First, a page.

Working with it on your own stuff would not provide the kinds of information you were claiming. You would know things like "some issues and changes are logged here", but you could not know "that changes could not be made without logging."

    Dude, are you stupid? EVERYTHING GETS LOGGED, it doesn't require a rocket scientist to know this shit.

    Again, basic info from O365 training. And knowledge of how it works. Plus I've had people claim this shit, hence I know where to go.

    You are projecting and trying to gaslight me on shit you think you know. Knock it off.



  • @dustinb3403 said in Office 365 Email Gone After Forced Logoff:

    You can safely assume that person was told to represent the interests of that company on this community.

    Sure, in that case. But what about people who are simple allowed, or encouraged, to represent a vendor? It's not the paid full time rep that we really think about, it's the casual "let the do what they want and we'll act like we didn't know later if it goes badly" reps that we worry about.

    This could be a casual "no one things about it" problem, or in some companies it is coordinated. When I worked in banking they did this for internal customers. They had official people that they could disavow should things go wrong to cover up issues if things went badly. They were very, very official, but not presented as that so that they could claim that they were not "official" after the fact.



  • @psx_defector said in Office 365 Email Gone After Forced Logoff:

    @scottalanmiller said in Office 365 Email Gone After Forced Logoff:

    @psx_defector said in Office 365 Email Gone After Forced Logoff:

    Did you miss the line where I work with AAD on my personal shit? Perhaps I know more than you about O365, AAD, and Microsoft in general?

    Working with it on your own stuff would not provide the kinds of information you were claiming. You would know things like "some issues and changes are logged here", but you could not know "that changes could not be made without logging."

    Dude, are you stupid? EVERYTHING GETS LOGGED, it doesn't require a rocket scientist to know this shit.

    So... you are then claiming that the logs were deleted? Whose the conspiracy theorist?



  • @psx_defector said in Office 365 Email Gone After Forced Logoff:

    Again, basic info from O365 training. And knowledge of how it works. Plus I've had people claim this shit, hence I know where to go.

    You are projecting and trying to gaslight me on shit you think you know. Knock it off.

    You are claiming that MS conspired and deleted logs now. have you lost your mind? MS is not orchestrating some crazy cover up. They made a simple mistake. It wasn't logged. It took them half a day to track down the issue. They found it and fixed it eventually.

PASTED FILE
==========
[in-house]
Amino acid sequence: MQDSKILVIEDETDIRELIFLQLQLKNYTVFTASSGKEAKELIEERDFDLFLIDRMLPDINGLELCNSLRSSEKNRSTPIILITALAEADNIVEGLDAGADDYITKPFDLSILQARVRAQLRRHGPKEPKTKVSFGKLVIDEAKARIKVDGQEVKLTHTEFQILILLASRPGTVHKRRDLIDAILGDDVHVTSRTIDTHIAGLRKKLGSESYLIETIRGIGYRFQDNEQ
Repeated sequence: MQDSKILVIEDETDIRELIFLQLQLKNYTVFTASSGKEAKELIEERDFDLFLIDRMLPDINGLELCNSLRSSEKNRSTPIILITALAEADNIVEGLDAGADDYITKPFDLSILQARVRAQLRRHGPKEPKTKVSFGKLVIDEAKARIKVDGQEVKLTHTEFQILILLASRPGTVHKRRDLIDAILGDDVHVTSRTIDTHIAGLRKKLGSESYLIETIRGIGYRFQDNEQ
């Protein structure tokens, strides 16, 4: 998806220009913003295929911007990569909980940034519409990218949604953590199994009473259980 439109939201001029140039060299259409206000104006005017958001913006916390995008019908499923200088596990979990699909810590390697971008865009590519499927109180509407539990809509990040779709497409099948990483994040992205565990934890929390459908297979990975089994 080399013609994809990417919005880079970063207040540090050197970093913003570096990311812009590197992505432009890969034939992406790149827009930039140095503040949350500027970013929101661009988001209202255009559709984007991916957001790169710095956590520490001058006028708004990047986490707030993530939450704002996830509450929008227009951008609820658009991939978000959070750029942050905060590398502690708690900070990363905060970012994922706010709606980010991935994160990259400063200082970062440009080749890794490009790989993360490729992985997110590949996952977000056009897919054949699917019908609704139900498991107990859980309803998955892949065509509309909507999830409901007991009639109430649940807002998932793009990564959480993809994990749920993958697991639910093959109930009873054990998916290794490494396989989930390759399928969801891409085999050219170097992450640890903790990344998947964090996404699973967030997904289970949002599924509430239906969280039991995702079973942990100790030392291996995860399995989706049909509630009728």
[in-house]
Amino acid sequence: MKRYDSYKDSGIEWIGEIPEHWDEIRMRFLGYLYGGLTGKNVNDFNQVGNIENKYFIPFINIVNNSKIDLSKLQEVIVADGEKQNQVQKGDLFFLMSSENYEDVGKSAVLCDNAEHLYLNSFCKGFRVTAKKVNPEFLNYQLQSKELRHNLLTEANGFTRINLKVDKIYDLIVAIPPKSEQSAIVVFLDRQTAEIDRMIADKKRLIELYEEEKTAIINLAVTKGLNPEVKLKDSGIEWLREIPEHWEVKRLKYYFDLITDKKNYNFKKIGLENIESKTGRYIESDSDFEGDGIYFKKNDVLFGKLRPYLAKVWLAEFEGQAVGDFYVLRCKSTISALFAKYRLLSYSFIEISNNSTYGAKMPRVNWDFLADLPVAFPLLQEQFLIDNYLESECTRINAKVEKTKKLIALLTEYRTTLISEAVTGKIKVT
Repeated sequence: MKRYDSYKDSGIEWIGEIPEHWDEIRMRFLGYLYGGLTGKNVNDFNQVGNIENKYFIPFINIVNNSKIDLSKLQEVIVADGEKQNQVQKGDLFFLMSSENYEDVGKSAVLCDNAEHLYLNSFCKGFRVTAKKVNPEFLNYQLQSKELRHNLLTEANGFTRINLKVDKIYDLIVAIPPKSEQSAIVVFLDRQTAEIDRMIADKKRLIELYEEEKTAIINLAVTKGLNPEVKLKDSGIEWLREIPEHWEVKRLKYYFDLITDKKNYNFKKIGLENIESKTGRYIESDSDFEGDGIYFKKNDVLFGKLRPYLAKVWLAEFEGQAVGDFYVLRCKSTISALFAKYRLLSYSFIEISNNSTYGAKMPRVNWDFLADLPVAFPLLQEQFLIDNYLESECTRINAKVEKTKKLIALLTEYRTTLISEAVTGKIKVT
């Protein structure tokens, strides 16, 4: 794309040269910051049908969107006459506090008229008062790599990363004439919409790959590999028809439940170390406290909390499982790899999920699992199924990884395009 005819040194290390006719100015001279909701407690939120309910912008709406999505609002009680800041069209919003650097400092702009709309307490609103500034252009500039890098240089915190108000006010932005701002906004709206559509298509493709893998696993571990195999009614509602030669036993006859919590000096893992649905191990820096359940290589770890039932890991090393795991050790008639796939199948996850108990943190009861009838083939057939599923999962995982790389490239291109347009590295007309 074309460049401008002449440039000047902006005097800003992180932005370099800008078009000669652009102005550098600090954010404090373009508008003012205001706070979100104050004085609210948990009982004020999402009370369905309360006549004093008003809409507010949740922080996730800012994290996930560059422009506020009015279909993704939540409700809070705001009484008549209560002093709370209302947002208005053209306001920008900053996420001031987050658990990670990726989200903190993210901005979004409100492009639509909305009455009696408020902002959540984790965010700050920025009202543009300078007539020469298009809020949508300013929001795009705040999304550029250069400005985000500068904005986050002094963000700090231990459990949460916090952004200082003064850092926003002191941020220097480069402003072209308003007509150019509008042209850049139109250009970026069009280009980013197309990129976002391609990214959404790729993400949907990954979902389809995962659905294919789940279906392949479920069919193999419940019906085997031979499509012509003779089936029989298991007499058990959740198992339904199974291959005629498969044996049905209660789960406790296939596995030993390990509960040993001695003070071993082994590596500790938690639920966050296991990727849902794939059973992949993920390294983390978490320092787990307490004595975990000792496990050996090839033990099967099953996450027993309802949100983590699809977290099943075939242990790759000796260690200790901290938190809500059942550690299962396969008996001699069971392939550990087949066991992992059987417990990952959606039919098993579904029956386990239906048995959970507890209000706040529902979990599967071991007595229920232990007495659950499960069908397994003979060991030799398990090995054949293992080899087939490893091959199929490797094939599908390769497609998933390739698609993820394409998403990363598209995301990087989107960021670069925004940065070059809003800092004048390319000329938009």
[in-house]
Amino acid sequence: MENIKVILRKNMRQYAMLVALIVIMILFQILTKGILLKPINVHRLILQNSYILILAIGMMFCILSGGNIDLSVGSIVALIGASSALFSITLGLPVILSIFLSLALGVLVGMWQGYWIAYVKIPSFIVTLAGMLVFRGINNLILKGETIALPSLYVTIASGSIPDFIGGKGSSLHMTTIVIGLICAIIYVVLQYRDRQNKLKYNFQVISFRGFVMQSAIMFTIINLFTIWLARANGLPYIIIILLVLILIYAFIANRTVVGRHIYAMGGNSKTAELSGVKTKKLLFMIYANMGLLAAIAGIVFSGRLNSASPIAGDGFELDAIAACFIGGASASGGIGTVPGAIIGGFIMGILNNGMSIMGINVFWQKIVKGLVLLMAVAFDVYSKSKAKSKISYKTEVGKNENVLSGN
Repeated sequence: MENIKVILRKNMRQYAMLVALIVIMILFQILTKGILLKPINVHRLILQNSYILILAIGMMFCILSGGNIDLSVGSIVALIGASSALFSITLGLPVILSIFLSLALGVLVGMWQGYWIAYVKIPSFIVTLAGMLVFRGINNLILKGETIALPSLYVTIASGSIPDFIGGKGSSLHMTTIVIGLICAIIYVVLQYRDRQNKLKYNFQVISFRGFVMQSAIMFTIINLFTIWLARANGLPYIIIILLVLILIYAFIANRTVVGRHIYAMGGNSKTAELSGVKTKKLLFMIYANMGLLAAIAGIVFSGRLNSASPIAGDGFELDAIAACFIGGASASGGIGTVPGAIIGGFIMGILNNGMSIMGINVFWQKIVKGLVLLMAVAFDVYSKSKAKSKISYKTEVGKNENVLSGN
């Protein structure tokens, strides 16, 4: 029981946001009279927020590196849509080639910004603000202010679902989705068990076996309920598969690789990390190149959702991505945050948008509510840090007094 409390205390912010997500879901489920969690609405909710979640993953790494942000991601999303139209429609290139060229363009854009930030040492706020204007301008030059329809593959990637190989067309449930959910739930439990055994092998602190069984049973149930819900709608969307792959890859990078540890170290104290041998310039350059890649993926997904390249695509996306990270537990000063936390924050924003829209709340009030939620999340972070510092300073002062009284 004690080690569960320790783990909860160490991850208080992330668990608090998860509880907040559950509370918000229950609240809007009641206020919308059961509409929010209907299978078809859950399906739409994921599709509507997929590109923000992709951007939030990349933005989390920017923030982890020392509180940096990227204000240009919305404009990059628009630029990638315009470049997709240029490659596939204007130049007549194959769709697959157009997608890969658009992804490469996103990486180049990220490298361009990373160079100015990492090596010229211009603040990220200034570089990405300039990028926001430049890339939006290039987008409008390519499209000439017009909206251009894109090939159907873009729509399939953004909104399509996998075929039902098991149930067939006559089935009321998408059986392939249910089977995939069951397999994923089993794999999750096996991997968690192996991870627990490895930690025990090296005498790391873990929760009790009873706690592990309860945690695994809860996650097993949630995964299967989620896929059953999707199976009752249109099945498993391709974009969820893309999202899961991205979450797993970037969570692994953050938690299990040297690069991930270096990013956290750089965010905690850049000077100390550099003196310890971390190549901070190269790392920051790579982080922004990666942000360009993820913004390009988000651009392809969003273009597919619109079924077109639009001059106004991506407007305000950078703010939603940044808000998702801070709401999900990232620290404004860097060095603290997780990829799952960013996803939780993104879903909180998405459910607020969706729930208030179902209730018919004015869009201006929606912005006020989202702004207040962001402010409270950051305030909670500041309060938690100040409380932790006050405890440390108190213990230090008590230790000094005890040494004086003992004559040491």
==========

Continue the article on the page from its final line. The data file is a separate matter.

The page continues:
Why does this have to be some big, personal thing? Why do you think your cert trumps reality? Look, either you misunderstand the info in the cert, or the cert is wrong. Period. We are past the point of it "maybe being correct." You got it wrong, you freaked out that it was a conspiracy that you got it wrong. Move on, you don't know AAD like you think you do. Nothing wrong with that, it's not a common system for people to know, and it has the potential of changing at any time as it is a live system. No shame in that. But don't try to pretend that Microsoft is out to get us with some huge planned attack on us with a full cover up and everything. This was a simple mistake, and a relatively simple fix. nothing more. Just because you couldn't diagnose it based on cert training doesn't make it some huge thing.



  • @scottalanmiller said in Office 365 Email Gone After Forced Logoff:

    @psx_defector said in Office 365 Email Gone After Forced Logoff:

    @scottalanmiller said in Office 365 Email Gone After Forced Logoff:

    @psx_defector said in Office 365 Email Gone After Forced Logoff:

    Did you miss the line where I work with AAD on my personal shit? Perhaps I know more than you about O365, AAD, and Microsoft in general?

    Working with it on your own stuff would not provide the kinds of information you were claiming. You would know things like "some issues and changes are logged here", but you could not know "that changes could not be made without logging."

    Dude, are you stupid? EVERYTHING GETS LOGGED, it doesn't require a rocket scientist to know this shit.

    So... you are then claiming that the logs were deleted? Whose the conspiracy theorist?

    It's because your account is a vendor reseller most likely. I've never worked on an account that wasn't bought direct from Microsoft. I don't know where your logs are but they are there.

    Hence why I was able to login to my personal account, open my AAD grouping, create the account, add the service, and show you the entry.